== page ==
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The Power of Touch.

Haptics, the neuroscience of touch, explains how feeling plays a powerful role in communicating emotions and information based on surface texture, temperature and quality. Two unlikely partners – global fine-paper company Sappi and neuroscientist Dr. David Eagleman – teamed up to explore this interesting topic and discover how daily tactile experiences shape human beliefs and decision-making processes.

While the duo highlighted several concepts and ideas, here are the three that stood out most to our team.

Differences in Touch

Did you know that half the human brain is devoted to processing sensory experiences? Because of this, there is a significant difference between oral, written and tactile messages. And touch stands out because it’s the only sense that puts you in direct contact with the subject. In fact, we have over 2,000 sensory receptors in our fingertips alone that allow us to feel surface changes as small as the width of a human hair.

We Are Wired to Interact with Paper

Studies show that reading something on paper versus something on a screen is cognitively easier, leading to higher memory retention and improved comprehension. As creatives who consistently design print materials such as direct mail campaigns, we understand just how much this medium translates messages that resonate with consumers.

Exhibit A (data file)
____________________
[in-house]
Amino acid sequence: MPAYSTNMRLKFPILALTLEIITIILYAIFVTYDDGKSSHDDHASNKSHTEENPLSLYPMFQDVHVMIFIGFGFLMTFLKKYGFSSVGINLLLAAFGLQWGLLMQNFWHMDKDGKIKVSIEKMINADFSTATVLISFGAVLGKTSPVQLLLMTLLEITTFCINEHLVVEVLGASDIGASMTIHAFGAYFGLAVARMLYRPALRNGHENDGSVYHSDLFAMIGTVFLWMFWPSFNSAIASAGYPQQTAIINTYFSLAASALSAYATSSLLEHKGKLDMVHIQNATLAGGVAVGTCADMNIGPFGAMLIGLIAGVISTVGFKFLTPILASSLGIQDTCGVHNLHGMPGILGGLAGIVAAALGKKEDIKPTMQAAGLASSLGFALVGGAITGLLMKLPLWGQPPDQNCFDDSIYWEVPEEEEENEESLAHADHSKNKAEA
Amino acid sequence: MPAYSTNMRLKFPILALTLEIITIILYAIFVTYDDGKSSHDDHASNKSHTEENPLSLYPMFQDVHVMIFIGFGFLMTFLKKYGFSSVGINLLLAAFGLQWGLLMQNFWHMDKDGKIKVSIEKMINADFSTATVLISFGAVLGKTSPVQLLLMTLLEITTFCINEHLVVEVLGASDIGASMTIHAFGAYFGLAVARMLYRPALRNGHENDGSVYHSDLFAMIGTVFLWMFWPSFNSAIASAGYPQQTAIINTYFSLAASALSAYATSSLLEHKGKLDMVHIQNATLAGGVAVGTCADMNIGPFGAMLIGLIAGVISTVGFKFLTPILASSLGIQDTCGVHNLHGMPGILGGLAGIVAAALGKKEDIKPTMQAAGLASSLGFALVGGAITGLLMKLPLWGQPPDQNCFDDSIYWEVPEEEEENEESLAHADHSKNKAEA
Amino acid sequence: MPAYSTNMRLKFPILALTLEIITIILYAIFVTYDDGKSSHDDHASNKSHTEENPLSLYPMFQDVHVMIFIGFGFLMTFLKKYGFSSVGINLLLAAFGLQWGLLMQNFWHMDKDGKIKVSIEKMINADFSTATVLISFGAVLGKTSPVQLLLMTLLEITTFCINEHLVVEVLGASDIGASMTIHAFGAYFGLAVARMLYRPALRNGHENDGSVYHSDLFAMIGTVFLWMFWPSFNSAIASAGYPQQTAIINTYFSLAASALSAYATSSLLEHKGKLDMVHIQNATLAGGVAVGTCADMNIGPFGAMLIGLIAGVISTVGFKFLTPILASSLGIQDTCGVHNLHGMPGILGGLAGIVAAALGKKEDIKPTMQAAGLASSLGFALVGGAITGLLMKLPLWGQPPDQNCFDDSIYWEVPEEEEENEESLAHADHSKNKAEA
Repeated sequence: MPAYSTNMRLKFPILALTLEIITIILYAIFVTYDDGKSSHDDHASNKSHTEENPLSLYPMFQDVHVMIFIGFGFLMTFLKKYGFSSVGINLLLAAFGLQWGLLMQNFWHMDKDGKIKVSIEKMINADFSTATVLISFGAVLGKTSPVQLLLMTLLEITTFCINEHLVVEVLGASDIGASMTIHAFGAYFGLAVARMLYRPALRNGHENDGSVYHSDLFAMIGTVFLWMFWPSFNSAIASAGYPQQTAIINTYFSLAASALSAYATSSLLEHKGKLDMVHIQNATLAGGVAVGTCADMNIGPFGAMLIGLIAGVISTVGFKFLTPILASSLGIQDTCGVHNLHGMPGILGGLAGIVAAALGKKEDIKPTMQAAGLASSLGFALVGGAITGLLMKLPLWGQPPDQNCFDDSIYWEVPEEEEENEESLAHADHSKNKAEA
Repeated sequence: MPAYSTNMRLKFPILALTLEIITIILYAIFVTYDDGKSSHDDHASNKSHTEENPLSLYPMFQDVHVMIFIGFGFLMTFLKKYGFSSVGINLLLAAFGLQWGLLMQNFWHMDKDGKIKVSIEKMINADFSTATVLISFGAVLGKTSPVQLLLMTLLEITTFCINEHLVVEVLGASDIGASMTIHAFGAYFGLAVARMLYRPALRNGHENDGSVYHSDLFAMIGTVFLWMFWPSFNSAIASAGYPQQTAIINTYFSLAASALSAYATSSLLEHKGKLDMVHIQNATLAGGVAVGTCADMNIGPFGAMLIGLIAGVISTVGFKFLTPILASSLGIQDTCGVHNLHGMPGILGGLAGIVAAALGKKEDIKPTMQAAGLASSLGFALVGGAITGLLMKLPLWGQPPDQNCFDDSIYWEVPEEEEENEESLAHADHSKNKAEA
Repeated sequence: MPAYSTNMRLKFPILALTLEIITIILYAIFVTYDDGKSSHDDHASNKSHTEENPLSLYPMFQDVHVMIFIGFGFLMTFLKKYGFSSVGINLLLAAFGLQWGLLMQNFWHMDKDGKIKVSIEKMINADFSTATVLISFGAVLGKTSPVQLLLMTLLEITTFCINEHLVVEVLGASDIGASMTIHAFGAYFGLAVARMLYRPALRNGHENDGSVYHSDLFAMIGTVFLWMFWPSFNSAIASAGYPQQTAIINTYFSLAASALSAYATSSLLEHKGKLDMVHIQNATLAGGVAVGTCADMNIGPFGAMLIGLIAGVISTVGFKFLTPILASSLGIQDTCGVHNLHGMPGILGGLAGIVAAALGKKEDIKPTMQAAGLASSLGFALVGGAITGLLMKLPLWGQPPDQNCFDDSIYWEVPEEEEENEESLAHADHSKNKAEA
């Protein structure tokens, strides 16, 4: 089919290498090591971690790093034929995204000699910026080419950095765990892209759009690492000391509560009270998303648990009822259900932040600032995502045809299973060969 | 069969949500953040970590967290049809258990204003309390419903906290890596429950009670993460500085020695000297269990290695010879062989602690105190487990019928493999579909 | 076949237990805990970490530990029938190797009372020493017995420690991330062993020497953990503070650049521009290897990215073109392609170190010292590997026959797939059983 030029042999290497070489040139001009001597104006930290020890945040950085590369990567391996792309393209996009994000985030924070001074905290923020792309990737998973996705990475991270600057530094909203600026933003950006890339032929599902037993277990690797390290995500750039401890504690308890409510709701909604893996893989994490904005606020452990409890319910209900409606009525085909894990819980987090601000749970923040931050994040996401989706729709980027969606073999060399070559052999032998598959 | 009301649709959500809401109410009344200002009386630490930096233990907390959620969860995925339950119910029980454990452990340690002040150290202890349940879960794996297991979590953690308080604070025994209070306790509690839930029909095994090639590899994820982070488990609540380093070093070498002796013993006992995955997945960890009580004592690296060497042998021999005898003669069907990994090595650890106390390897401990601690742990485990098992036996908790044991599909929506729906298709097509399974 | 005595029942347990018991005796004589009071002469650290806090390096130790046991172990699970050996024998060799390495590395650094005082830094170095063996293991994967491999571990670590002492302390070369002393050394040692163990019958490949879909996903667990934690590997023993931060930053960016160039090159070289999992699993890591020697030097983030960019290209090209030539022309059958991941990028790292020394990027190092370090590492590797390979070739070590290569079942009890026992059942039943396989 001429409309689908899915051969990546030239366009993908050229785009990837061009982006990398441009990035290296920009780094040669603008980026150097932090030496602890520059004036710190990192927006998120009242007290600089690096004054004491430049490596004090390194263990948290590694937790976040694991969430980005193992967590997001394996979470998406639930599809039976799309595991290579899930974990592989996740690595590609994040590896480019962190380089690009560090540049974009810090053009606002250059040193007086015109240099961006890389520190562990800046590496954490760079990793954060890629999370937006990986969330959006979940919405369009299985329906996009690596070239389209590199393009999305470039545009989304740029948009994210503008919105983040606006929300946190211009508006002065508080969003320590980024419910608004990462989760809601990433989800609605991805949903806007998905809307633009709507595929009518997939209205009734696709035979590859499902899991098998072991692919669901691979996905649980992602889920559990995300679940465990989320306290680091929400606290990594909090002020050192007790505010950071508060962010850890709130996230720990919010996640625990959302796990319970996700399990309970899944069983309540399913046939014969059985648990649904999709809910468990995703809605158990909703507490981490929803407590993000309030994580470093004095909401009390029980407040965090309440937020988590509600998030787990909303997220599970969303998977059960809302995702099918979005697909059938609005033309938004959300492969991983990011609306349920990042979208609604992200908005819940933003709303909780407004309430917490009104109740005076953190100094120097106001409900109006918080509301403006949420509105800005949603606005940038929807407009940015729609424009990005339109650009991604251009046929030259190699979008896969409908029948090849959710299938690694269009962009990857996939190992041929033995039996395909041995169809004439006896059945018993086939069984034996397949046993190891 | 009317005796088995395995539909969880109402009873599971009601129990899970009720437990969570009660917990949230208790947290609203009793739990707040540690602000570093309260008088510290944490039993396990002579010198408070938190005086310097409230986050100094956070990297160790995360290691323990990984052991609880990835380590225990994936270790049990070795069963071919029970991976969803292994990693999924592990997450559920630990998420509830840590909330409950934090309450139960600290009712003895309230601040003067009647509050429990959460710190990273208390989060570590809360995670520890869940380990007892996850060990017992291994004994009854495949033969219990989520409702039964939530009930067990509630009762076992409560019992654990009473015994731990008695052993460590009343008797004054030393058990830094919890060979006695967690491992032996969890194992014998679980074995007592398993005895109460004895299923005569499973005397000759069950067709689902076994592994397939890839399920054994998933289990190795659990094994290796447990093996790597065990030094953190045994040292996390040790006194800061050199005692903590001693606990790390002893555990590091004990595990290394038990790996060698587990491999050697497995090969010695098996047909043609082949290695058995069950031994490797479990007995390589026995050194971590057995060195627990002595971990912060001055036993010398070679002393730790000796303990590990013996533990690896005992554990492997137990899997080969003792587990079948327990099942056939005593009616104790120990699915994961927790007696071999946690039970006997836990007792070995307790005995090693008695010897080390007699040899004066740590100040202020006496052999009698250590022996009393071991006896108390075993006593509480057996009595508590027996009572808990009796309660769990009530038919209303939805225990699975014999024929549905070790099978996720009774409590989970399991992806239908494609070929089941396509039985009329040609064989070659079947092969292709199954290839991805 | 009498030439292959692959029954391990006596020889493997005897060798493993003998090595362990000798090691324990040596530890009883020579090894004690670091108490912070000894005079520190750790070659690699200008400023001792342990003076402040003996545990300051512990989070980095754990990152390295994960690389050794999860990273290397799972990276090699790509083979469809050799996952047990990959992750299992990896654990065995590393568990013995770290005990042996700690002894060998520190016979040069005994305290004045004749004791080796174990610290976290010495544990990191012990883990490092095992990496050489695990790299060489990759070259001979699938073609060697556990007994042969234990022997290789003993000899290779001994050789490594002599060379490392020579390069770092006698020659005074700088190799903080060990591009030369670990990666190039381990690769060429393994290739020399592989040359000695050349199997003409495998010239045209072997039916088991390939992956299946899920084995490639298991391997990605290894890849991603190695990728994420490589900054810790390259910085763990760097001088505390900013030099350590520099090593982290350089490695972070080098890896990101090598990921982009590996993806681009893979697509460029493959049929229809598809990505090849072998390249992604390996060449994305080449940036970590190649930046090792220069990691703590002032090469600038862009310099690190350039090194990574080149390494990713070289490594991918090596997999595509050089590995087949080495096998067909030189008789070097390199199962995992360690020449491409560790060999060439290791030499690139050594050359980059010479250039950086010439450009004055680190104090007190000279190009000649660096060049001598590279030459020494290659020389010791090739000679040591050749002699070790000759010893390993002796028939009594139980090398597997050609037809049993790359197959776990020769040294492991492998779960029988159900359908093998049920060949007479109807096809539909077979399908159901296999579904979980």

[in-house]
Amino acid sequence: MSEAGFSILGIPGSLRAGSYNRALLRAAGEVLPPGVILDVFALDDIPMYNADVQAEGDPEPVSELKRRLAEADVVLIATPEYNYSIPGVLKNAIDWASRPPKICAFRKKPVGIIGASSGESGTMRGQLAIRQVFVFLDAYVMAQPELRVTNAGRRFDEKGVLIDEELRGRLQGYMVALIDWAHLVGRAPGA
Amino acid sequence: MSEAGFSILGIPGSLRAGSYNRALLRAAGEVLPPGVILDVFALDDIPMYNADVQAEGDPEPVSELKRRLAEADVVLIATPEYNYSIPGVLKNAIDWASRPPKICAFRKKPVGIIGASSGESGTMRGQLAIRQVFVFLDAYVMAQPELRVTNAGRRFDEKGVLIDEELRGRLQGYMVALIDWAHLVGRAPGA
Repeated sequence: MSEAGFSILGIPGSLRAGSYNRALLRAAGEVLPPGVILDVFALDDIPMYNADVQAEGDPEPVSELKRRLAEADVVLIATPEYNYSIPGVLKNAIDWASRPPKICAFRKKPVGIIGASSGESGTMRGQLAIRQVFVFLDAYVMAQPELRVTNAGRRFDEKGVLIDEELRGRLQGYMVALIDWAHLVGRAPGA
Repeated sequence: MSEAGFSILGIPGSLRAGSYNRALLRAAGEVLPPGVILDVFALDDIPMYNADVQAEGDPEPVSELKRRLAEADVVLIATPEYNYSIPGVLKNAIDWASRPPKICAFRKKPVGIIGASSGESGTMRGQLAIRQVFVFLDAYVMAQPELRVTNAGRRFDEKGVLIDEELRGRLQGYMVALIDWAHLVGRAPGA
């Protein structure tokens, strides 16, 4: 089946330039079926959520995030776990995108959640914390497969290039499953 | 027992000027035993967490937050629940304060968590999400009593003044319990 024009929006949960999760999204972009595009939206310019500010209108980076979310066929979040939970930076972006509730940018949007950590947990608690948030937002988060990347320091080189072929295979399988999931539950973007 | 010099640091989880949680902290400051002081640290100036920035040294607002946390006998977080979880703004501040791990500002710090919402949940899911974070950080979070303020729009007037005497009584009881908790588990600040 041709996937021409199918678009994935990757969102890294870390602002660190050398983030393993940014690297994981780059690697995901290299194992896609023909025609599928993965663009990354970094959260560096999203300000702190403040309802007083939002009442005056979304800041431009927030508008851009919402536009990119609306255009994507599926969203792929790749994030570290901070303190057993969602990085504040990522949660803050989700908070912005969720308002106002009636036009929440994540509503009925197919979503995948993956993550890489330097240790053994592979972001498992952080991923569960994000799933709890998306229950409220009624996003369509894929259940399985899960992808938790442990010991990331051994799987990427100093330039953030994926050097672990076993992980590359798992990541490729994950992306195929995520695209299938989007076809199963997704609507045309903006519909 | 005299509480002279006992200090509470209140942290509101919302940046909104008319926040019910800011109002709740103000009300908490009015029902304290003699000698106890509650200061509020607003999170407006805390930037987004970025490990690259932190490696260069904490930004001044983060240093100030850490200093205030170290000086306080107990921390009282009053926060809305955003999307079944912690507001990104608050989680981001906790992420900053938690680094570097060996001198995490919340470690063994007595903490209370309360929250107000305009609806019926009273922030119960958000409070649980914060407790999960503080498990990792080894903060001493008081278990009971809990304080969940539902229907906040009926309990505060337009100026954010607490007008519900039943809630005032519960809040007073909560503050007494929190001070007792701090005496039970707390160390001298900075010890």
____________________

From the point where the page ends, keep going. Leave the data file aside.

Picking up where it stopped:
Paper Matters for Brands that Matter

Jennifer Miller, the executive vice president of coated business and chief sustainability officer for Sappi North America, said that we are able to definitively draw connections between paper quality and positive consumer reactions. High-end paper resonates with people, and consumers are more likely to remember a company if they are provided with a quality tactile experience. In fact, people are three times as likely to recall companies presented on high-quality coated paper as those presented on low-quality paper or on websites.

First impressions are huge, and we’re delighted to know that there’s scientific reasoning to why designers fall head-over-heels for soft-touch paper or a bit of spot varnish. Writer and philosopher Alain de Botton stated, “What we see [and touch] affects how we feel, how we act, in a sense who we are.” We could not agree more.

SappiNorthAmerica. “Sappi Neuroscience Shorts – How the Medium Shapes the Message.” Online Video Clip. YouTube. YouTube, 24 September 2015. Web. 4 August 2016.

| Culture

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